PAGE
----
“I’m gonna live till I die”

The last month or so has been traumatic, eye-opening and the motivation for great resolve.

In the last several weeks I have been aware of several tertiary friends, acquaintances and friends of friends who have died quick deaths in strange circumstances. In addition, I have three or four good friends who are suddenly battling big, serious illnesses. Then last week I was diagnosed with a skin cancer that I am sure will be fine, but it was one more slap in the face and the consciousness. Nothing is guaranteed to us. This remarkable ride we call life can end with the next breath.

Obviously, further fueled by my wife Jean’s death last June, for the last few weeks I have been telling friends that my new mantra is a very crude expression of Carpe Diem, Seize the Day. I must make the most of every day in every way.

Monday morning I had breakfast with a very funny, upbeat friend who has had a years-long struggle with cancer. He had just gotten up off the mat from a serious side effect of chemotherapy. He was his normal cheerful self, but midway through his Eggs Benedict he turned into Frank Sinatra and stared singing “I’m Gonna Live Till I Die.”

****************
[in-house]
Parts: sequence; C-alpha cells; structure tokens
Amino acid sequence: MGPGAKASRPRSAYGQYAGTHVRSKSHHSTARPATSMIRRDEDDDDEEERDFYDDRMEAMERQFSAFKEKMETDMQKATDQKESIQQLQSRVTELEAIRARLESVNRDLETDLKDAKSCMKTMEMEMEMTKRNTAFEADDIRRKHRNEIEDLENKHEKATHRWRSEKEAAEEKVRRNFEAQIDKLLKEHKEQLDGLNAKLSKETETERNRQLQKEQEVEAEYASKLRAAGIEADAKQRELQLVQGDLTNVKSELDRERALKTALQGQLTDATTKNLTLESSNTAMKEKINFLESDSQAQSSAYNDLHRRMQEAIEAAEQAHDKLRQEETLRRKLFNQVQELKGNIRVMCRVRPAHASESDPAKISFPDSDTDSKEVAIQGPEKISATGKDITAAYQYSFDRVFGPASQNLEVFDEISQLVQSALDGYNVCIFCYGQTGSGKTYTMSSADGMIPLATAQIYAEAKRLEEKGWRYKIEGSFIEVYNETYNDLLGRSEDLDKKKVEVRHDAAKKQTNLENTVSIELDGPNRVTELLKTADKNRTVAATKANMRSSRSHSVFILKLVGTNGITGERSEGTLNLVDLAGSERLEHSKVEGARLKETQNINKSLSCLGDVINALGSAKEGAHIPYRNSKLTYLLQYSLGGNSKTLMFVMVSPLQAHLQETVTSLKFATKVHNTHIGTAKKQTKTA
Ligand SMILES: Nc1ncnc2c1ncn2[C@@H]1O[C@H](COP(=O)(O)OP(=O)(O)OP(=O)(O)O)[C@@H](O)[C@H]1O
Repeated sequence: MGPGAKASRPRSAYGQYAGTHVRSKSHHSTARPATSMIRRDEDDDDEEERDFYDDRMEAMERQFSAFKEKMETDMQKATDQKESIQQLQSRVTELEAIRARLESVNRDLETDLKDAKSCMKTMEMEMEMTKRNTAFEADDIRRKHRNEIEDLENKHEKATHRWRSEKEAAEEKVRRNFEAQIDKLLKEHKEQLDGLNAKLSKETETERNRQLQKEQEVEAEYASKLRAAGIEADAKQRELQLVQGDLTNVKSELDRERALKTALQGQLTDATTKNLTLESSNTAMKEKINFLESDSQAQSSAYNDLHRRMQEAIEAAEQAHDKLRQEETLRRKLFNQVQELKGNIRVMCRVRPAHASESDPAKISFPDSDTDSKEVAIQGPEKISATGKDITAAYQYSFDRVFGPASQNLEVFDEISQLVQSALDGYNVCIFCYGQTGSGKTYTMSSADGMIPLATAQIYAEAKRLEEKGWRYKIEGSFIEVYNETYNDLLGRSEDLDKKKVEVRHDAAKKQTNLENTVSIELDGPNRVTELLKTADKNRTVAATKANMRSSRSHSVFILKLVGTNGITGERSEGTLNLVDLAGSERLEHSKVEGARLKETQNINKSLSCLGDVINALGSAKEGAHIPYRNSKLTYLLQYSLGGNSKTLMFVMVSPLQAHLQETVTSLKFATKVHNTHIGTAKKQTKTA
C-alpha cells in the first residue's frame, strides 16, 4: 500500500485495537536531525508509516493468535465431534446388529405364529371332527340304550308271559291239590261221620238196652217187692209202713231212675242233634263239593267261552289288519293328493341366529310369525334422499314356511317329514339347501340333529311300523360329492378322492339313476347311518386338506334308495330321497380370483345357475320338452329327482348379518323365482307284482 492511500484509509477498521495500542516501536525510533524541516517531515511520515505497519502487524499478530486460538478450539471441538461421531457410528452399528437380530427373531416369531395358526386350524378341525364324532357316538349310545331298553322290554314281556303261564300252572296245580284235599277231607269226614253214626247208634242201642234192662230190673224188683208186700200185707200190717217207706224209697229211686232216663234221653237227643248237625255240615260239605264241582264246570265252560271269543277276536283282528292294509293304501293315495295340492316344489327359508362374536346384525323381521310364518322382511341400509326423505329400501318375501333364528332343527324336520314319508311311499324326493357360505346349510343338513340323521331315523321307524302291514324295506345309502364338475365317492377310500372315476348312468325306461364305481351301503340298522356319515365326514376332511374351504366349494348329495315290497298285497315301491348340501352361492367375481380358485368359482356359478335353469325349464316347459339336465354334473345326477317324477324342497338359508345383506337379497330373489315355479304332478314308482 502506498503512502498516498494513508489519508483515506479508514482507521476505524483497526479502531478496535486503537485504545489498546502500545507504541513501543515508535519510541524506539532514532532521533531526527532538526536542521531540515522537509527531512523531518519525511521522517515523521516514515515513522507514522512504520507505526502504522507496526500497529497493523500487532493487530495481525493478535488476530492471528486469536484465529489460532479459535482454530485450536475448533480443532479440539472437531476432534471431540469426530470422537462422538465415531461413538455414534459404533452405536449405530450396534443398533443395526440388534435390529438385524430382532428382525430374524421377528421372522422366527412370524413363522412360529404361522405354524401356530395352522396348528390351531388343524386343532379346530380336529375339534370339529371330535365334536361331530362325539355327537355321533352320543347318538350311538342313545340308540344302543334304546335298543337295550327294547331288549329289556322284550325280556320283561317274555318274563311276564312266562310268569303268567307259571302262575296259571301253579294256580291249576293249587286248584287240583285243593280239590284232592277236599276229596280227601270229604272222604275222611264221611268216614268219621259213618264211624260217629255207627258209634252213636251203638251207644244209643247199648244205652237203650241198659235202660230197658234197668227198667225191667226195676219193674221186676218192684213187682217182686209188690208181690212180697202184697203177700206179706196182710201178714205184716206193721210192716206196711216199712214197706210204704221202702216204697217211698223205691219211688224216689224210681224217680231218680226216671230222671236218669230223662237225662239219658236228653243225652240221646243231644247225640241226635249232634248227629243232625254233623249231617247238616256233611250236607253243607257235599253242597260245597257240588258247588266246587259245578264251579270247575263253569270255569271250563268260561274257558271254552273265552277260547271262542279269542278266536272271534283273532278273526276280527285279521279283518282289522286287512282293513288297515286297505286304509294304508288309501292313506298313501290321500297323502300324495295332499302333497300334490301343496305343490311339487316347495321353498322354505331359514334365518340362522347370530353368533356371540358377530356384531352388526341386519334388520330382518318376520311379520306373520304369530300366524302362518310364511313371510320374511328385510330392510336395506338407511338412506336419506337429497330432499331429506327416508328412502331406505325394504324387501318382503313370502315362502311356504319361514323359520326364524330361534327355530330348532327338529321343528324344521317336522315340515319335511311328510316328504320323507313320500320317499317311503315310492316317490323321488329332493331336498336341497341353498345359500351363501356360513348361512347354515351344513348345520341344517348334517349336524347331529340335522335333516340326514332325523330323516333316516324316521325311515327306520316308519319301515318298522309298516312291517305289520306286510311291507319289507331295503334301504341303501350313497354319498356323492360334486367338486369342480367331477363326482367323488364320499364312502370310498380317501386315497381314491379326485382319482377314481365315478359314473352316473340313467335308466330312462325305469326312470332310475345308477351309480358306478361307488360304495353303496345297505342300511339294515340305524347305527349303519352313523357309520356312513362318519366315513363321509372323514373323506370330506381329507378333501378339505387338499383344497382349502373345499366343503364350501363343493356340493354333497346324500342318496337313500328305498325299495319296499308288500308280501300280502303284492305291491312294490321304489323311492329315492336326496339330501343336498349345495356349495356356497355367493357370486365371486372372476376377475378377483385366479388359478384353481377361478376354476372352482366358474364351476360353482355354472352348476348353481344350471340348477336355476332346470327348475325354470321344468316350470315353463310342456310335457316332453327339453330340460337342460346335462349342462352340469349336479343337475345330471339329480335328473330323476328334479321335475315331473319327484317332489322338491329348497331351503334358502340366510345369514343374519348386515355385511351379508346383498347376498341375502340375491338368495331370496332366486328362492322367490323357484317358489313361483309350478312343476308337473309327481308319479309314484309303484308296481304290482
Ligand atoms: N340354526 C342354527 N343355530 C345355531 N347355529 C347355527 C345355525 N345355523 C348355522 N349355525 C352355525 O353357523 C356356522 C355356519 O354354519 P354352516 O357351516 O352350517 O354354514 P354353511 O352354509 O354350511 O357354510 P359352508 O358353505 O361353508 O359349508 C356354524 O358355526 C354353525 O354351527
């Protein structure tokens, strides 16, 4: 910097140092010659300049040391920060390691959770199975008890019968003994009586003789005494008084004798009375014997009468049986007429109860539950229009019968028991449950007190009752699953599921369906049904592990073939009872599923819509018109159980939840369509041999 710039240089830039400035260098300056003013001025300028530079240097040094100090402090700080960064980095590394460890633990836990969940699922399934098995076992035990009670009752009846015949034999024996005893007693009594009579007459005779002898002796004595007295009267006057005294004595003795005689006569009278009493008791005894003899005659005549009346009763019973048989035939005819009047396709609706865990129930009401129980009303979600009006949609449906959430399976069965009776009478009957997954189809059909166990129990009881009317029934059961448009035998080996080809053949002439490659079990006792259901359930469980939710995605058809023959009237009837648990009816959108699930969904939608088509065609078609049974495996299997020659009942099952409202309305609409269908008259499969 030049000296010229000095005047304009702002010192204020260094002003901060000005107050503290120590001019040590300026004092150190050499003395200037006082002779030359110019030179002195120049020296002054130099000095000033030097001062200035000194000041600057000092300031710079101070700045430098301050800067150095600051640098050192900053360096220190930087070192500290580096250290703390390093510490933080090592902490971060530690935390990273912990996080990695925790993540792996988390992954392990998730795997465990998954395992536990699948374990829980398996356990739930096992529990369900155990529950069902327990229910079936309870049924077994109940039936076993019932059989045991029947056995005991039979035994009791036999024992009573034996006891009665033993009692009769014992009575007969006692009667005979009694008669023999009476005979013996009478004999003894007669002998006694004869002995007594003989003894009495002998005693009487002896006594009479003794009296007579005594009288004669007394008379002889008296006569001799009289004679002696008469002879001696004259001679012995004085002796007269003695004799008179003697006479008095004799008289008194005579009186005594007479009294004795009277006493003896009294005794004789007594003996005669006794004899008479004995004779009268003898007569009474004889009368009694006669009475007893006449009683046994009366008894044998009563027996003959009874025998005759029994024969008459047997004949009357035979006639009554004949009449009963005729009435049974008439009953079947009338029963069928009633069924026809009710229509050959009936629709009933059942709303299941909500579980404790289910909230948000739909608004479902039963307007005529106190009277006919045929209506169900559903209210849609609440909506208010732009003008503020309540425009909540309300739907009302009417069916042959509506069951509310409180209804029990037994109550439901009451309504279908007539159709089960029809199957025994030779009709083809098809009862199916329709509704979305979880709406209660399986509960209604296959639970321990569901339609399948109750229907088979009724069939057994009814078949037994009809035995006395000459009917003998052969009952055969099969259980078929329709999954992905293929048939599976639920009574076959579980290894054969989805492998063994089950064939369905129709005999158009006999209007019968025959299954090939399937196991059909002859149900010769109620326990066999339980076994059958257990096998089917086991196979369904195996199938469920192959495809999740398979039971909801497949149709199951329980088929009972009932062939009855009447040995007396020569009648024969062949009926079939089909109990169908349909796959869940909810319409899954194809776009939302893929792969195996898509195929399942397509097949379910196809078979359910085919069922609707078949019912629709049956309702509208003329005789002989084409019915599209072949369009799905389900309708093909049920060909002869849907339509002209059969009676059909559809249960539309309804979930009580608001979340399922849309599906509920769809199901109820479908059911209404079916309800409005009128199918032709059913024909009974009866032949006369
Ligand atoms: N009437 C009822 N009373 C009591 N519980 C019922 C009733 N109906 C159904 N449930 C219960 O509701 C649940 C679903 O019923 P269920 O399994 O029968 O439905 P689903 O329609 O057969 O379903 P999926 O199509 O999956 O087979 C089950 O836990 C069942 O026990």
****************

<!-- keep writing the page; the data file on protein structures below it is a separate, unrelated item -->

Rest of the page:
In a tenor that will not win him a recording contract anytime soon, but with considerable passion, he sang:
“I’m gonna live till I die!
I’m gonna laugh ‘stead of cry,
I’m gonna take the town and turn it upside down,
I’m gonna live, live, live until I die. They’re gonna say “What a guy!”
I’m gonna play for the sky.
Ain’t gonna miss a thing,
I’m gonna have my fling,
I’m gonna live, live, live until I die. The blues I lay low,
I’ll make them stay low,
They’ll never trail over my head.
I’ll be a devil, till I’m an angel, but until then Hallelujah gonna dance, gonna fly,
I’ll take a chance riding high,
Before my number’s up,
I’m gonna fill my cup,
I’m gonna live, live, live, until I die!”
I was moved and thrilled by my friend’s attitude and it completely affirmed my Seize the Day philosophy. We simply cannot worry about what other people think or say about us. We cannot hurt people and we must not beself destructive but we can definitely “fill our cup,” and we must. We can fill our cup by making a difference with our work, through our example and in the ways we love each other. We need to follow our own rule book and not worry about all the people who tell us we “should” do this or we “should not” do that.Do me a favor and reread theĀ  lyrics of “I’m gonna live until I die” every day. Decide at the end of every day whether you kept the blues low, whether you had your fling, whether you rode high and whether you filled that cup with all the good you have done for others. That’s what I am going to try to do, because “I know not the time or place. “

Tim J. McGuire is the author of “Some People Even Take Them Home,” A Disabled Dad, A Down Syndrome son and Our Journey to Acceptance.